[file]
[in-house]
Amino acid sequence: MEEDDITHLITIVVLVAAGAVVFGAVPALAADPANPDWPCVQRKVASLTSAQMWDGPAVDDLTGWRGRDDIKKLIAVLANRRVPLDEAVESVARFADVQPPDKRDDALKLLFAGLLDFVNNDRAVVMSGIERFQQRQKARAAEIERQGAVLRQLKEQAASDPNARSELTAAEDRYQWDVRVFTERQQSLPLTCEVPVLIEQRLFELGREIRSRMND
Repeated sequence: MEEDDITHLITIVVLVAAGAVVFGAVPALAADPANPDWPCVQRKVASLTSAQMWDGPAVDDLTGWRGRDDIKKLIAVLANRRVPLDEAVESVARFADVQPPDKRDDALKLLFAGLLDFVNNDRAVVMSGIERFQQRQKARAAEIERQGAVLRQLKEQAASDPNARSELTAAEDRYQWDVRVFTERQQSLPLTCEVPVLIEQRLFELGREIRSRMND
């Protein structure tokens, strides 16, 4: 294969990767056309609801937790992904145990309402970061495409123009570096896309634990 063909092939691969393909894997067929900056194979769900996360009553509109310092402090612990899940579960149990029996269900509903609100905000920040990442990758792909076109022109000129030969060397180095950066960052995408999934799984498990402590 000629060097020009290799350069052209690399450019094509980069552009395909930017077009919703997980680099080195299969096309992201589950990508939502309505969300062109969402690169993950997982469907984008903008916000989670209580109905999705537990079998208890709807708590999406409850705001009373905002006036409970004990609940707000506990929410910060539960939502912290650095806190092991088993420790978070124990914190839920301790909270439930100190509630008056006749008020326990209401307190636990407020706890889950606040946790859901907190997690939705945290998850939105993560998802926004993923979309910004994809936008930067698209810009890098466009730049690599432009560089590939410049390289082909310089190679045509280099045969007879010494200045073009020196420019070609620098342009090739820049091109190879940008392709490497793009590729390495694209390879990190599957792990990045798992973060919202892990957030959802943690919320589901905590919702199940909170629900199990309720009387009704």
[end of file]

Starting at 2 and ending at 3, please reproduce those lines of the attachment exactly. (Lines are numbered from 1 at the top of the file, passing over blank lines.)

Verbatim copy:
Amino acid sequence: MEEDDITHLITIVVLVAAGAVVFGAVPALAADPANPDWPCVQRKVASLTSAQMWDGPAVDDLTGWRGRDDIKKLIAVLANRRVPLDEAVESVARFADVQPPDKRDDALKLLFAGLLDFVNNDRAVVMSGIERFQQRQKARAAEIERQGAVLRQLKEQAASDPNARSELTAAEDRYQWDVRVFTERQQSLPLTCEVPVLIEQRLFELGREIRSRMND
Repeated sequence: MEEDDITHLITIVVLVAAGAVVFGAVPALAADPANPDWPCVQRKVASLTSAQMWDGPAVDDLTGWRGRDDIKKLIAVLANRRVPLDEAVESVARFADVQPPDKRDDALKLLFAGLLDFVNNDRAVVMSGIERFQQRQKARAAEIERQGAVLRQLKEQAASDPNARSELTAAEDRYQWDVRVFTERQQSLPLTCEVPVLIEQRLFELGREIRSRMND